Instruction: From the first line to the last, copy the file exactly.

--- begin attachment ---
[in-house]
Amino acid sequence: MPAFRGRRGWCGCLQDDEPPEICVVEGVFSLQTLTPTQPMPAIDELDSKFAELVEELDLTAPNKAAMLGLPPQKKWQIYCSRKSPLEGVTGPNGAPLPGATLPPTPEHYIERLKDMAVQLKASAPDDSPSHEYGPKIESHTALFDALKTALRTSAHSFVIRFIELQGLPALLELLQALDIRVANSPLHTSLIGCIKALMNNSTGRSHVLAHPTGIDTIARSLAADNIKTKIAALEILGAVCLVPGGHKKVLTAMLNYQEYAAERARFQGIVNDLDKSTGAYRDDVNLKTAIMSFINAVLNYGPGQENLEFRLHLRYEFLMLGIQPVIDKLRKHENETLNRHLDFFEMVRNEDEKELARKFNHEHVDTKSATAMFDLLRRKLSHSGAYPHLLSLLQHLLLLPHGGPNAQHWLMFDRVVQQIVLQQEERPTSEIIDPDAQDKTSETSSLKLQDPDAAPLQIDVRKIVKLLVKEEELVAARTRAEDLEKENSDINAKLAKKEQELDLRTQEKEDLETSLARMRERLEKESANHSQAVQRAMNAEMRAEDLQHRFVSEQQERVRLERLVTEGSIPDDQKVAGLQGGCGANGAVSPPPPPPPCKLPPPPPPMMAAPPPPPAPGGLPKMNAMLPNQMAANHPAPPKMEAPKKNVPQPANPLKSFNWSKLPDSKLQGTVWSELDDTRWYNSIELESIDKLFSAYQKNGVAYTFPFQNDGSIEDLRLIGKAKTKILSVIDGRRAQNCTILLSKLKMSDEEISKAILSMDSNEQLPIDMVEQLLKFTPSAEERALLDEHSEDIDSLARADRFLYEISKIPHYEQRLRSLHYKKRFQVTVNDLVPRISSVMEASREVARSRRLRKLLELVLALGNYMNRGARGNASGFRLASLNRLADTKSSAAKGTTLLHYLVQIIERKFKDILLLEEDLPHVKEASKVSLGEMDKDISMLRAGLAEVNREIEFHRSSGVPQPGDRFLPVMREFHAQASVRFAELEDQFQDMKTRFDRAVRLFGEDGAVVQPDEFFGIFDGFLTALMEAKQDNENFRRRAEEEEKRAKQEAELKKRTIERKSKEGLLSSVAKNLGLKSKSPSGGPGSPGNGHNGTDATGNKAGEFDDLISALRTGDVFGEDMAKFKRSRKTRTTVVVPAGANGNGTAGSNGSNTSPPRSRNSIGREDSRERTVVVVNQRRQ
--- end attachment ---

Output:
[in-house]
Amino acid sequence: MPAFRGRRGWCGCLQDDEPPEICVVEGVFSLQTLTPTQPMPAIDELDSKFAELVEELDLTAPNKAAMLGLPPQKKWQIYCSRKSPLEGVTGPNGAPLPGATLPPTPEHYIERLKDMAVQLKASAPDDSPSHEYGPKIESHTALFDALKTALRTSAHSFVIRFIELQGLPALLELLQALDIRVANSPLHTSLIGCIKALMNNSTGRSHVLAHPTGIDTIARSLAADNIKTKIAALEILGAVCLVPGGHKKVLTAMLNYQEYAAERARFQGIVNDLDKSTGAYRDDVNLKTAIMSFINAVLNYGPGQENLEFRLHLRYEFLMLGIQPVIDKLRKHENETLNRHLDFFEMVRNEDEKELARKFNHEHVDTKSATAMFDLLRRKLSHSGAYPHLLSLLQHLLLLPHGGPNAQHWLMFDRVVQQIVLQQEERPTSEIIDPDAQDKTSETSSLKLQDPDAAPLQIDVRKIVKLLVKEEELVAARTRAEDLEKENSDINAKLAKKEQELDLRTQEKEDLETSLARMRERLEKESANHSQAVQRAMNAEMRAEDLQHRFVSEQQERVRLERLVTEGSIPDDQKVAGLQGGCGANGAVSPPPPPPPCKLPPPPPPMMAAPPPPPAPGGLPKMNAMLPNQMAANHPAPPKMEAPKKNVPQPANPLKSFNWSKLPDSKLQGTVWSELDDTRWYNSIELESIDKLFSAYQKNGVAYTFPFQNDGSIEDLRLIGKAKTKILSVIDGRRAQNCTILLSKLKMSDEEISKAILSMDSNEQLPIDMVEQLLKFTPSAEERALLDEHSEDIDSLARADRFLYEISKIPHYEQRLRSLHYKKRFQVTVNDLVPRISSVMEASREVARSRRLRKLLELVLALGNYMNRGARGNASGFRLASLNRLADTKSSAAKGTTLLHYLVQIIERKFKDILLLEEDLPHVKEASKVSLGEMDKDISMLRAGLAEVNREIEFHRSSGVPQPGDRFLPVMREFHAQASVRFAELEDQFQDMKTRFDRAVRLFGEDGAVVQPDEFFGIFDGFLTALMEAKQDNENFRRRAEEEEKRAKQEAELKKRTIERKSKEGLLSSVAKNLGLKSKSPSGGPGSPGNGHNGTDATGNKAGEFDDLISALRTGDVFGEDMAKFKRSRKTRTTVVVPAGANGNGTAGSNGSNTSPPRSRNSIGREDSRERTVVVVNQRRQ